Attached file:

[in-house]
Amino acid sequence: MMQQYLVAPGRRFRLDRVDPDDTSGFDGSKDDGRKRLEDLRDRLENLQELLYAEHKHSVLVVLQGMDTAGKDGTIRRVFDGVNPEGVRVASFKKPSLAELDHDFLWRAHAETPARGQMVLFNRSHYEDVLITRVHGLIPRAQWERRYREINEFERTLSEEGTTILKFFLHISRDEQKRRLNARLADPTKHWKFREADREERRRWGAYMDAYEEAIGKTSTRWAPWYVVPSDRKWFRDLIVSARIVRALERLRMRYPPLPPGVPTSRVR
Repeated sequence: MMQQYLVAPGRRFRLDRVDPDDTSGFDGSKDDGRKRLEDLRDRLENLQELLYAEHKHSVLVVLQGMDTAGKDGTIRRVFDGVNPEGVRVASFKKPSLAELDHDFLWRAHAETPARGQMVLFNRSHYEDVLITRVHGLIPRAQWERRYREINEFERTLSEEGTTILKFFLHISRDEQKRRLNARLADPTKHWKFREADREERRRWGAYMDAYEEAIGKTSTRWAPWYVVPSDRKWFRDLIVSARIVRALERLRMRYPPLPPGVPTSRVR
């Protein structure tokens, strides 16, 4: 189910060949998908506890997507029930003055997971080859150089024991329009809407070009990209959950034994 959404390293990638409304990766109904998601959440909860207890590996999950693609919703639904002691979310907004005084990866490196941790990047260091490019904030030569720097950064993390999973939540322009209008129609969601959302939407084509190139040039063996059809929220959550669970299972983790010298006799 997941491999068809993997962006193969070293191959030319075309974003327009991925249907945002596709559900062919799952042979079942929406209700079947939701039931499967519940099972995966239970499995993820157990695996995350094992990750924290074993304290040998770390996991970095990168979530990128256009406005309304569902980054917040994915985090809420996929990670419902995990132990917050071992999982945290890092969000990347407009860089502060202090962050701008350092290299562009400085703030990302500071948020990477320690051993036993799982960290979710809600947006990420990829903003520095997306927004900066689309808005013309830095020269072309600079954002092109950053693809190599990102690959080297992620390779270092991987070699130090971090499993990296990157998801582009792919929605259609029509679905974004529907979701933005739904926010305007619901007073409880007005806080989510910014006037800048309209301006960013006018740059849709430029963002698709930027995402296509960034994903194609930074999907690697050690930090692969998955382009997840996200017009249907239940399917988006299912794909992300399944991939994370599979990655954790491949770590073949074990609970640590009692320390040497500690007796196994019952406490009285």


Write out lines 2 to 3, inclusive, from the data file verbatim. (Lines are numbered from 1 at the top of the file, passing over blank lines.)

Amino acid sequence: MMQQYLVAPGRRFRLDRVDPDDTSGFDGSKDDGRKRLEDLRDRLENLQELLYAEHKHSVLVVLQGMDTAGKDGTIRRVFDGVNPEGVRVASFKKPSLAELDHDFLWRAHAETPARGQMVLFNRSHYEDVLITRVHGLIPRAQWERRYREINEFERTLSEEGTTILKFFLHISRDEQKRRLNARLADPTKHWKFREADREERRRWGAYMDAYEEAIGKTSTRWAPWYVVPSDRKWFRDLIVSARIVRALERLRMRYPPLPPGVPTSRVR
Repeated sequence: MMQQYLVAPGRRFRLDRVDPDDTSGFDGSKDDGRKRLEDLRDRLENLQELLYAEHKHSVLVVLQGMDTAGKDGTIRRVFDGVNPEGVRVASFKKPSLAELDHDFLWRAHAETPARGQMVLFNRSHYEDVLITRVHGLIPRAQWERRYREINEFERTLSEEGTTILKFFLHISRDEQKRRLNARLADPTKHWKFREADREERRRWGAYMDAYEEAIGKTSTRWAPWYVVPSDRKWFRDLIVSARIVRALERLRMRYPPLPPGVPTSRVR